HARMONY — The paranormally curious who lingered at the Sleepy Hollow Festival until the Witching Hour were treated to sessions of authentic ghost hunting in the Harmony Museum's cramped and creepy historic buildings.
The ghost hunt was the final event in “An Evening in Haunted Harmony,” a paranormal conference from 4 to 10 p.m. Oct. 12 at the museum during the town's weekend Sleepy Hollow Festival.
Those who paid a nominal fee were treated to the event, which was sponsored and led by Steel Town Paranormal. Prior to the ghost hunt, various speakers, metaphysical booths and paranormal displays were available.
About 30 brave individuals met in the purportedly haunted Stewart Hall at 11 p.m. to be divided into six teams and given instructions by Steel Town Paranormal's founders, Chris and Melanie Durish.
Each team of excited pseudo-ghost investigators was assigned a guide, all of whom were experienced investigators with Steel Town Paranormal.
The teams alternated between six rooms in the historic structure, which was built in 1804-05 by a German religious sect known as the Harmony Society and sold a decade later to Mennonite leader Abraham Ziegler.
Various accounts of strange activity have been reported for years in all six rooms: the wine cellar in the museum's basement, the library on the museum's second floor, the “Christmas Room” in the museum's gift shop next door, the gift shop itself and two showrooms in the Bottlebrush Gallery adjacent to the museum.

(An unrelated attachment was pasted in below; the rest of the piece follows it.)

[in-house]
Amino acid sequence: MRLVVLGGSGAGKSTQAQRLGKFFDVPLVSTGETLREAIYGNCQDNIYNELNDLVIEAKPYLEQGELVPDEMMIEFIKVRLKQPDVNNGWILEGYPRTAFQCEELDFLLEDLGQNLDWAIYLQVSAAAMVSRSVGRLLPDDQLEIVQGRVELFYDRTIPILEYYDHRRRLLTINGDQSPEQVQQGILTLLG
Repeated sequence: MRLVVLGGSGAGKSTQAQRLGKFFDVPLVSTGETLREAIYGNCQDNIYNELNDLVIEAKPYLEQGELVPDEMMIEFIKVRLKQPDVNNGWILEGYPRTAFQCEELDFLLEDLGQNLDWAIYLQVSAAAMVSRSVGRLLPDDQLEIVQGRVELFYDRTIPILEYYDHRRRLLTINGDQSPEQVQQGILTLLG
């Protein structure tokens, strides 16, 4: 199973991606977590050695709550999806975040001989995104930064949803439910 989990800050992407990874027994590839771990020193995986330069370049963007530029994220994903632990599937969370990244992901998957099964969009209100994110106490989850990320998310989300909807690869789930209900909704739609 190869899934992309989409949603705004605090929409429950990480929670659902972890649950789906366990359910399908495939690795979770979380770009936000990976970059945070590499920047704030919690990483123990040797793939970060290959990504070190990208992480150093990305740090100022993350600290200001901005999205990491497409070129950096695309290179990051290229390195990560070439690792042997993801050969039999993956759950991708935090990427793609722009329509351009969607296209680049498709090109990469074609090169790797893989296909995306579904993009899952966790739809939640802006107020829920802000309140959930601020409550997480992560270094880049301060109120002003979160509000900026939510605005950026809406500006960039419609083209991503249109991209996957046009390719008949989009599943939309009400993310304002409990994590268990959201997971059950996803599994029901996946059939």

Before the investigation began, team members chatted and shared their reasons for attending the investigation.
Savannah Ziegler, an investigator with Steel Town Paranormal and descendant of Mennonite Abraham Ziegler, said Harmony holds a special place in her heart because it was the home of her ancestors.
“Also, to me, it's the most active place, where I've had the most (paranormal) experiences I've ever gotten,” Ziegler said.
Katlin Stello of Freeport said Steel Town Paranormal had investigated her father's house in Tarentum, where lights turn on and off, battery-operated toys begin sounding on their own, cold spots appear and disappear and footsteps can be heard on the floors on most nights.
Stello said when an investigator asked if her mother is a good cook, a voice on a digital recorder said “Good cook.”
Stello also said she once saw a full-body apparition of a blond woman in a green Victorian dress in the house, floating a few inches above the surface of the floor.
She said she and her family were very pleased with Steel Town Paranormal's investigation and results.